What If?

Ross Merriam looks back on a number of mistakes he’s made in tournament Magic and uses those experiences to give you some very important life advice!

Try as we might to live without regret, all of us eventually go through moments that we wish we could relive, moments we know could have gone better. Maybe
you said something stupid and insensitive on a first date with someone you really liked. Maybe you froze on a key question in an interview for a great job.
If you look back, there are always some things that you know got away and leave you wondering: What If?

In my experience, this goes doubly for Magic players, and I am no exception. Magic is an incomparably difficult game where even the best make frequent
mistakes, however slight they may be. As a strategy game, Magic also draws the more analytically minded who are more apt to comb through their past games
and find their mistakes. We are also a lot that enjoys incessantly reminding each other of their past misplays. Combine this with high pressure situations
where time is a factor and you have a perfect recipe for regret.

While it is important to look back and analyze previous games for mistakes so you can improve in the future, dwelling on these moments can be quite toxic.
There is a sinking feeling that you have choked in an important moment and that that quality is innate to your character. Soon the thoughts creep into your
head when another big moment approaches, invariably hindering your play and forming a self-fulfilling prophecy. So while it is important to look back to
recognize your mistakes, it is equally important to let those mistakes go.

To that end, I would like to briefly look at some of the moments in my Magic career that I would like back, and then look at ways that I cope with regret.

That Damn Sulfuric Vortex

We begin at about the 27:15 mark.

To set the stage, this is game 3 of a quarterfinal match of the Legacy Open in Los Angeles in 2012. I was playing my trademark Legacy deck at the time,
Maverick. (I wouldn’t switch to Elves until the next year.) My opponent, esteemed commentator Patrick Sullivan, is, of course, playing Burn.

I have a substantial board including a large Knight of the Reliquary to apply pressure, a Qasali Pridemage to destroy his Sulfuric Vortex, and an
Ethersworn Canonist to help prevent a flurry of burn spells. I am at a healthy thirteen life, and even if I do not kill Patrick on my next turn, my last
card is an Umezawa’s Jitte that will essentially end the game once Pridemage takes care of the Sulfuric Vortex. His only other permanent, a Grim
Lavamancer, has no fuel in the graveyard. At this point I feel I am a near lock to win the game.

And yet somehow I did not untap again.

Had I not tapped my Wasteland to use Qasali Pridemage, I could have used it in response to Price of Progress to destroy my Savannah, thus saving four
damage instead of two, and that two life proved to be the difference between one and negative one. It was everything.

Afterwards I was in shock. I sat at the table forever with my board completely intact, unable to process what had just happened. If you watched
this live you may remember the camera coming back on with Patrick having long packed up his things and me still sitting there scratching my head and
looking at my cards.

The commentators were similarly incredulous that Patrick found a winning line from his position. With some time before the semifinals they actually interviewed Patrick about the game because it
was that astonishing. It was as close to a perfect game of Legacy as I have ever seen.

But what gets me about this game is that everything was in my hands. I had seen Patrick’s list, which you can find here.

At the moment he passes the turn with me at nine life and him with two cards in hand, the only cards he can possibly cast are Lightning Bolt, Fireblast,
Price of Progress, and Searing Blaze. No pair with Searing Blaze gives him a kill. Double Fireblast and Fireblast + Lightning Bolt kill me regardless of my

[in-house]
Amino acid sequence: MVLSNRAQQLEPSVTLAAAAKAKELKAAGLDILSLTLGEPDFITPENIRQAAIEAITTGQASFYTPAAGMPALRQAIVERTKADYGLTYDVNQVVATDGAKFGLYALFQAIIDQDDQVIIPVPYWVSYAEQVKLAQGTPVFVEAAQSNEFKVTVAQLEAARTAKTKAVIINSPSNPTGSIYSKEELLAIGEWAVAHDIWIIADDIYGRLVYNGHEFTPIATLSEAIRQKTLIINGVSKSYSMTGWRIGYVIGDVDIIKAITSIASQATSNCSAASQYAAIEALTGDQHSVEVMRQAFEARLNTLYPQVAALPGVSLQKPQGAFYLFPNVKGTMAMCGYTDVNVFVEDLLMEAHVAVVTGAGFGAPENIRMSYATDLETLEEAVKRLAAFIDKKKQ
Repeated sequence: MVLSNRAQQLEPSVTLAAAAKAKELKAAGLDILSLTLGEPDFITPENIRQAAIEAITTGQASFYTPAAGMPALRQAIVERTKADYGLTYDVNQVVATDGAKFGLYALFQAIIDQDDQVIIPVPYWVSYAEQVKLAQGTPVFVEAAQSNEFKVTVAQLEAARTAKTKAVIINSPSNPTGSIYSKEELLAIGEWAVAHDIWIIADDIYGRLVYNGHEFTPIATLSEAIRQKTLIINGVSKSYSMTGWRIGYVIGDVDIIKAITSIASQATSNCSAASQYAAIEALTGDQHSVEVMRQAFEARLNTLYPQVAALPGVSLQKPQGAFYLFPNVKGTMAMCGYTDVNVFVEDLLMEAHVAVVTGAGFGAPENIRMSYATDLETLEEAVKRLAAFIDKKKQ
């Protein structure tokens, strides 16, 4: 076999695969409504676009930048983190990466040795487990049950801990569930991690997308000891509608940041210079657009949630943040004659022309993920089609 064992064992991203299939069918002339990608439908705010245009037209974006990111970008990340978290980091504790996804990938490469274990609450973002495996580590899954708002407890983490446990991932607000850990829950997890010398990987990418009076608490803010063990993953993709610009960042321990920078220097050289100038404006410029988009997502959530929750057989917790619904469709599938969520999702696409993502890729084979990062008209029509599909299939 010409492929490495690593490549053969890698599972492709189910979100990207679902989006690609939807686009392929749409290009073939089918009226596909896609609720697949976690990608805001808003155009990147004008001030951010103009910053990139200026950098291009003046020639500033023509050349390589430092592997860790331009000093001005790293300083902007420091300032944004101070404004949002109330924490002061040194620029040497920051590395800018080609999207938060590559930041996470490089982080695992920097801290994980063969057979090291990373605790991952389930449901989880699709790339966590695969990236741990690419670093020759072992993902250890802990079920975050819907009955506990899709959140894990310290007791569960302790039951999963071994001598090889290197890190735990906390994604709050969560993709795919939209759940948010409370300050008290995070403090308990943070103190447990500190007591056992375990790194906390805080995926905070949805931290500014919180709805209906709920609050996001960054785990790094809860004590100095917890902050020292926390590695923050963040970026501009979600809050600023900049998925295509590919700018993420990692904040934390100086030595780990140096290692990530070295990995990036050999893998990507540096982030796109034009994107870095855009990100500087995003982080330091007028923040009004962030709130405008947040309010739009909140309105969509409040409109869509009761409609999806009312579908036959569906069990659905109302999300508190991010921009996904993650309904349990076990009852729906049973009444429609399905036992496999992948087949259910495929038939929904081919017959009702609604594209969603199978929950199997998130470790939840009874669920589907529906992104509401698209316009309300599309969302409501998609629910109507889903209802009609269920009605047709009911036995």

play. Double Lightning Bolt, Lightning Bolt + Price of Progress, and double Price of Progress fail to kill me regardless of my play.

The only relevant pair of cards he could have had was Fireblast and Price of Progress. I should have been able to figure that out and make the
winning play. And do you want to know why I didn’t? It was not because of anything Patrick did or misinformation he leaked.

I was lazy.

That was my eleventh round of Magic on the day since I had played the semifinals and finals of the Standard Open that morning. I was tired. When Patrick
passed I knew I had his list memorized and could take some time to go through it. Then I thought to myself “#@*! it. What could go wrong? This is probably
right,” and succumbed to my sloth.

2012 was my first year playing heavily on the Open Series, and I was out to make a name for myself. Winning memorable matches against top competition is
absolutely essential for that, and I relish any such matches to this day. But this match felt like the Magic equivalent of getting posterized. Patrick even
had a Clippers shirt on to complete the metaphor! Here I am, some poor kid from Connecticut getting dunked on by the grizzled veteran. It was thoroughly
humiliating, and I left an event where I made back to back top 8s in disgust.

One Point Short

We pick it up at just before the 27-minute mark. This match was from last year’s Players’ Championship. Reid Duke and I played what may have been the most
memorable game of the tournament, with him hanging on at one life for several turns before finally putting me away.

At the point the video begins, I have just had my board swept, and Reid has cast a Dig Through Time with a Jace, the Mind Sculptor in play. Things look
grim. I demonstrate the power of Elves by playing every card from my stocked hand before casting a Natural Order for a Craterhoof Behemoth that falls one
point short of lethal. But here’s the rub: I should have killed him that turn.

At the point I cast the second Green Sun’s Zenith I had both Quirion Rangers in my hand, and had I cast them first I would have generated ten mana–enough
to cast Green Sun’s Zentith for eight, floating a single green mana and finding a Craterhoof Behemoth. At that point I can use Quirion Ranger to untap any
non-Nettle Sentinel Elf and generate three more mana to cast Natural Order for a second, lethal Behemoth.

At the time I did not find that line, thinking I was short on mana for it. Even with my line, I could have held the fetchland back to leave Reid at two
life but giving me a means to kill Jace if he has Supreme Verdict, which he did. Without the Jace finding Reid the cards to keep himself alive, I surely
would have won.